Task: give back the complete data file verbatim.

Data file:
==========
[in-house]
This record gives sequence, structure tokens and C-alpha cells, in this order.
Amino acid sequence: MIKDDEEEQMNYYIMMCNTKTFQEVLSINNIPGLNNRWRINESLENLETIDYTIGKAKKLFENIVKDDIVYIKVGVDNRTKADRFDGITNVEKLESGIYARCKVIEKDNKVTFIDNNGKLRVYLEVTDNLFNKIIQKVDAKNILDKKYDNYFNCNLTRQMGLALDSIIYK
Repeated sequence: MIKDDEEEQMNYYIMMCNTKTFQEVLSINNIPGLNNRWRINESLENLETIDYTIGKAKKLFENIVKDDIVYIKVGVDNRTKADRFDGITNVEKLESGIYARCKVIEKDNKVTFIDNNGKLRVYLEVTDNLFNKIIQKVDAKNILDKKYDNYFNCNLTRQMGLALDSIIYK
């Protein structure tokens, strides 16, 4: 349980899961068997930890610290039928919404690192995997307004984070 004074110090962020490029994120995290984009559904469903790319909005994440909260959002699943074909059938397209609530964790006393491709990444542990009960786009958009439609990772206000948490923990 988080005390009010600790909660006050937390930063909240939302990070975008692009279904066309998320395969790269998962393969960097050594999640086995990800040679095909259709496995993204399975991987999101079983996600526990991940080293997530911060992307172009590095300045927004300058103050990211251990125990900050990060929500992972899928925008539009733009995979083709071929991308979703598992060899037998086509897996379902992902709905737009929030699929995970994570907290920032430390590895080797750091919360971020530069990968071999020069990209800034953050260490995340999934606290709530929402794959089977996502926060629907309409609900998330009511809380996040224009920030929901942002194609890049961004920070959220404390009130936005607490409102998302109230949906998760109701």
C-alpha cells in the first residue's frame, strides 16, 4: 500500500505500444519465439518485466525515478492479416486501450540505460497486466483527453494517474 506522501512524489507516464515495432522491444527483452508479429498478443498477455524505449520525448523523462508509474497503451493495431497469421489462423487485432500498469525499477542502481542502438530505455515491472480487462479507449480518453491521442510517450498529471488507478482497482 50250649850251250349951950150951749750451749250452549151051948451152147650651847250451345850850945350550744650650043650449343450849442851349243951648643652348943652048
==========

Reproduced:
[in-house]
This record gives sequence, structure tokens and C-alpha cells, in this order.
Amino acid sequence: MIKDDEEEQMNYYIMMCNTKTFQEVLSINNIPGLNNRWRINESLENLETIDYTIGKAKKLFENIVKDDIVYIKVGVDNRTKADRFDGITNVEKLESGIYARCKVIEKDNKVTFIDNNGKLRVYLEVTDNLFNKIIQKVDAKNILDKKYDNYFNCNLTRQMGLALDSIIYK
Repeated sequence: MIKDDEEEQMNYYIMMCNTKTFQEVLSINNIPGLNNRWRINESLENLETIDYTIGKAKKLFENIVKDDIVYIKVGVDNRTKADRFDGITNVEKLESGIYARCKVIEKDNKVTFIDNNGKLRVYLEVTDNLFNKIIQKVDAKNILDKKYDNYFNCNLTRQMGLALDSIIYK
């Protein structure tokens, strides 16, 4: 349980899961068997930890610290039928919404690192995997307004984070 004074110090962020490029994120995290984009559904469903790319909005994440909260959002699943074909059938397209609530964790006393491709990444542990009960786009958009439609990772206000948490923990 988080005390009010600790909660006050937390930063909240939302990070975008692009279904066309998320395969790269998962393969960097050594999640086995990800040679095909259709496995993204399975991987999101079983996600526990991940080293997530911060992307172009590095300045927004300058103050990211251990125990900050990060929500992972899928925008539009733009995979083709071929991308979703598992060899037998086509897996379902992902709905737009929030699929995970994570907290920032430390590895080797750091919360971020530069990968071999020069990209800034953050260490995340999934606290709530929402794959089977996502926060629907309409609900998330009511809380996040224009920030929901942002194609890049961004920070959220404390009130936005607490409102998302109230949906998760109701």
C-alpha cells in the first residue's frame, strides 16, 4: 500500500505500444519465439518485466525515478492479416486501450540505460497486466483527453494517474 506522501512524489507516464515495432522491444527483452508479429498478443498477455524505449520525448523523462508509474497503451493495431497469421489462423487485432500498469525499477542502481542502438530505455515491472480487462479507449480518453491521442510517450498529471488507478482497482 50250649850251250349951950150951749750451749250452549151051948451152147650651847250451345850850945350550744650650043650449343450849442851349243951648643652348943652048